Tim Benz: Penguins must reverse recent trend of elimination-game failure to stay alive

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May 26—Ever since the New York Islanders put the Pittsburgh Penguins on the brink of first-round elimination by winning Monday's Game 5 in double overtime, you have heard a lot of talk from the Penguins about maintaining flickering faith based on their past playoff experiences.

"Our players are well aware of the circumstance that we are in. We've been in this in the past. And we've found a way to have success," said Penguins head coach Mike Sullivan Tuesday.

True. For Sullivan and a handful of his players, they remember being down 3-2 in a best-of-seven playoff series and coming back to win.

That occurred in the 2016 Eastern Conference Final when — like this year — the Penguins lost Game 5 at home.

Then they went to Tampa Bay and beat the Lightning 5-2. Then they won Game 7 at PPG Paints Arena 2-1 before washing out the San Jose Sharks in six games to win the Stanley Cup.

In 2017, much of that same group stared down a one-game elimination situation by beating the Washingtin Capitals in the second-round, then the Ottawa Senators in double overtime of a Game 7 after they had lost Game 6 of that Eastern Conference Final in Canada.

"Those guys in the room are going to have to lead by example," said winger Bryan Rust, who had three goals during those two wins over the Lightning. "They are going to have to come out and work hard, play hard and try to lead this team. A lot of those guys are leaders of this team and everyone else is going to have to follow suit."

That's great. But, for the majority of Penguins who will be on the ice Wednesday, they know a lot more about elimination-game disappointment in black and gold. And they know nothing of success in those situations.

That's because each of the last three times they've faced elimination games they have lost.

—After losing Game 5 against the Capitals 6-3 on the road in the second round of the 2018 Stanley Cup playoffs, the Penguins dropped a 2-1 overtime decision to the Caps at home in their first chance to be bounced in that series.

—Following three straight defeats to open their first-round series in 2019 versus the Islanders, the Pens allowed themselves to be swept with a meek 3-1 loss in Game 4.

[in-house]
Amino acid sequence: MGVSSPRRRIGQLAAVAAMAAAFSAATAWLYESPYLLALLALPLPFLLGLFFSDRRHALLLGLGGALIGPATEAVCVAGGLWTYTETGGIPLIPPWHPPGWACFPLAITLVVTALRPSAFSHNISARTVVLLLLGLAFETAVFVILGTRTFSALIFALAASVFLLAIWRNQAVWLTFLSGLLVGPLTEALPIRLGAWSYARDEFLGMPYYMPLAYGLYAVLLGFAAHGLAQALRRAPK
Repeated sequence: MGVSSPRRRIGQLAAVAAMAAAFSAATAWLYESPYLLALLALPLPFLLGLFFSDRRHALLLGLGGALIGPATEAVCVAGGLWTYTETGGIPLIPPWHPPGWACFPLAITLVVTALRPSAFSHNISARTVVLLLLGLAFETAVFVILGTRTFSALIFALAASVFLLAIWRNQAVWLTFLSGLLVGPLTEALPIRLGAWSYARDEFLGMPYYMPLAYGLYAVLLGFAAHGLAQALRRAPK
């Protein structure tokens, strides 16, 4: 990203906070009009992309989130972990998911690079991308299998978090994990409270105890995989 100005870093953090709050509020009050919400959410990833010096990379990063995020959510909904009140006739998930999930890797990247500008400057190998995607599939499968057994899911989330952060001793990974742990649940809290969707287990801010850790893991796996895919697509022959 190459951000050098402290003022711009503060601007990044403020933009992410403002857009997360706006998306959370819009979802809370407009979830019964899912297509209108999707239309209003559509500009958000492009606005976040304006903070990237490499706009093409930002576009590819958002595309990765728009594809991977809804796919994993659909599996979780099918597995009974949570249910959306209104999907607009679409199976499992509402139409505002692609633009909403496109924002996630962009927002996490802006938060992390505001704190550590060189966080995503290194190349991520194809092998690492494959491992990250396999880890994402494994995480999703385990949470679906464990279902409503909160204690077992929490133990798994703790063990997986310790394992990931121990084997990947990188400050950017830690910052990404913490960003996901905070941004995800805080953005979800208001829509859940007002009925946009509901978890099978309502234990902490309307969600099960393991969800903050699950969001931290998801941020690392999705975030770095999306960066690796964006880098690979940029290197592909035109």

—In a best-of-five 2020 qualifying-round contest, the Penguins split the first two games of "bubble hockey" against the Montreal Canadiens before losing Game 3, 4-3. Then the upset-minded Canadiens dropped the Penguins 2-0 in their first shot to advance.

So that's three straight elimination-game defeats with two goals in more than nine periods of hockey.

Turn down the Bee Gees and turn up Billy Currington. Because for the Penguins in recent years it's been a lot more about "Let Me Down Easy" and a lot less about "Staying Alive."

"We can't sit around and feel like we deserve more than we got and just pack it in," said defenseman Mike Matheson following Tuesday's practice. "No matter what order it comes in, it's the first team that wins four games. And we still have an opportunity to do that."

The Penguins have to say stuff like that. But there are two major differences between Sullivan's first two Penguins teams that won Cups and the four most recent editions.

The 2016 and 2017 teams could score enough goals to win in the playoffs — 3.06 per game over those two years. Starting with those two losses to the Caps to close out 2018, the Pens are only averaging 2.07 goals per playoff contest since then.

The Stanley Cup championship teams had multiple quality options at goaltender. Matt Murray, Marc-Andre Fleury and even Jeff Zatkoff won playoff games en route to those titles.

These Penguins have a struggling Tristan Jarry and that's it. Backup Casey DeSmith is injured. Third-stringer Maxime Lagace has no playoff experience and just two NHL starts since 2018.

Penguins fans probably want to rely on history as a reason for optimism as opposed to looking for reasons why this year's team will prevail.

Well, I guess I can't blame them. History books are easier to read than tea leaves. But don't squint too hard. Because the ugly recent history is more readily forgotten than highlighted championship glory.

And it is a lot less appealing.

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Brian Metzer of the Penguins Radio Network joins me to preview Game 6 against the Islanders. We talk about the goaltending disparity in the series between Tristan Jarry and Ilya Sorokin, Penguins goal-scoring deficiencies, the upcoming expansion draft and hope for the Penguins to bounce back from the Game 5 heartbreaker.

Listen: Tim Benz and Brian Metzer discuss the Penguins-Islanders series and preview Game 6

Tim Benz is a Tribune-Review staff writer. You can contact Tim at tbenz@triblive.com or via Twitter. All tweets could be reposted. All emails are subject to publication unless specified otherwise.